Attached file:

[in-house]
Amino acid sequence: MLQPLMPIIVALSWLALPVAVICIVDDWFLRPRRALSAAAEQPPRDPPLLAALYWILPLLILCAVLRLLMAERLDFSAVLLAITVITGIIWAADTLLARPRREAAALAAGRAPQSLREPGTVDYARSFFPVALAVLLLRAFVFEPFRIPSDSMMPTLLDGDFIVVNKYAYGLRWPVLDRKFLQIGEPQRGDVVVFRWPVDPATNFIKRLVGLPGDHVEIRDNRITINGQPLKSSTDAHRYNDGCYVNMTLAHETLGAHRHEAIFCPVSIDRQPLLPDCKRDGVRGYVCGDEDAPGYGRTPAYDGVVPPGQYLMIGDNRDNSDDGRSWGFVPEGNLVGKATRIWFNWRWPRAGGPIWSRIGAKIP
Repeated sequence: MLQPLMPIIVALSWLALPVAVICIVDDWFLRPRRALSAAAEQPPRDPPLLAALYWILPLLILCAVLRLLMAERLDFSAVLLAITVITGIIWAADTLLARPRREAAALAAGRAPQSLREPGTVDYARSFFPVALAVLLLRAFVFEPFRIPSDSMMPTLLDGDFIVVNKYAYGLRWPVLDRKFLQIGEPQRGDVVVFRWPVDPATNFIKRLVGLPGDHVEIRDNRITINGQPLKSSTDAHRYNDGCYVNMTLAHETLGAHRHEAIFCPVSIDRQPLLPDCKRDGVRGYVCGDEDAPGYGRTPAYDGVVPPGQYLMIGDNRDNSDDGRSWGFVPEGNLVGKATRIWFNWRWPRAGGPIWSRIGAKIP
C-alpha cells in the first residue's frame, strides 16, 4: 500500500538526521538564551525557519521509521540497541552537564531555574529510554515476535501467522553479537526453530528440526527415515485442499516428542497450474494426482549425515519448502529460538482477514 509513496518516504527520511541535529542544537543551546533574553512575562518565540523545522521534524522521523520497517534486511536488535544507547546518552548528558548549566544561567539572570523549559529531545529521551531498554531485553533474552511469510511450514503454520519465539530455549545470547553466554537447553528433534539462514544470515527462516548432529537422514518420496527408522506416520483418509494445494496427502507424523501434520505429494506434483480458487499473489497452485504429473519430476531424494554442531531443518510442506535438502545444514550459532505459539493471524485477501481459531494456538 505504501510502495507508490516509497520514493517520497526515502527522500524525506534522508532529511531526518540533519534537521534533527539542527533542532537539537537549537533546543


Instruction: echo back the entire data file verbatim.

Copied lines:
[in-house]
Amino acid sequence: MLQPLMPIIVALSWLALPVAVICIVDDWFLRPRRALSAAAEQPPRDPPLLAALYWILPLLILCAVLRLLMAERLDFSAVLLAITVITGIIWAADTLLARPRREAAALAAGRAPQSLREPGTVDYARSFFPVALAVLLLRAFVFEPFRIPSDSMMPTLLDGDFIVVNKYAYGLRWPVLDRKFLQIGEPQRGDVVVFRWPVDPATNFIKRLVGLPGDHVEIRDNRITINGQPLKSSTDAHRYNDGCYVNMTLAHETLGAHRHEAIFCPVSIDRQPLLPDCKRDGVRGYVCGDEDAPGYGRTPAYDGVVPPGQYLMIGDNRDNSDDGRSWGFVPEGNLVGKATRIWFNWRWPRAGGPIWSRIGAKIP
Repeated sequence: MLQPLMPIIVALSWLALPVAVICIVDDWFLRPRRALSAAAEQPPRDPPLLAALYWILPLLILCAVLRLLMAERLDFSAVLLAITVITGIIWAADTLLARPRREAAALAAGRAPQSLREPGTVDYARSFFPVALAVLLLRAFVFEPFRIPSDSMMPTLLDGDFIVVNKYAYGLRWPVLDRKFLQIGEPQRGDVVVFRWPVDPATNFIKRLVGLPGDHVEIRDNRITINGQPLKSSTDAHRYNDGCYVNMTLAHETLGAHRHEAIFCPVSIDRQPLLPDCKRDGVRGYVCGDEDAPGYGRTPAYDGVVPPGQYLMIGDNRDNSDDGRSWGFVPEGNLVGKATRIWFNWRWPRAGGPIWSRIGAKIP
C-alpha cells in the first residue's frame, strides 16, 4: 500500500538526521538564551525557519521509521540497541552537564531555574529510554515476535501467522553479537526453530528440526527415515485442499516428542497450474494426482549425515519448502529460538482477514 509513496518516504527520511541535529542544537543551546533574553512575562518565540523545522521534524522521523520497517534486511536488535544507547546518552548528558548549566544561567539572570523549559529531545529521551531498554531485553533474552511469510511450514503454520519465539530455549545470547553466554537447553528433534539462514544470515527462516548432529537422514518420496527408522506416520483418509494445494496427502507424523501434520505429494506434483480458487499473489497452485504429473519430476531424494554442531531443518510442506535438502545444514550459532505459539493471524485477501481459531494456538 505504501510502495507508490516509497520514493517520497526515502527522500524525506534522508532529511531526518540533519534537521534533527539542527533542532537539537537549537533546543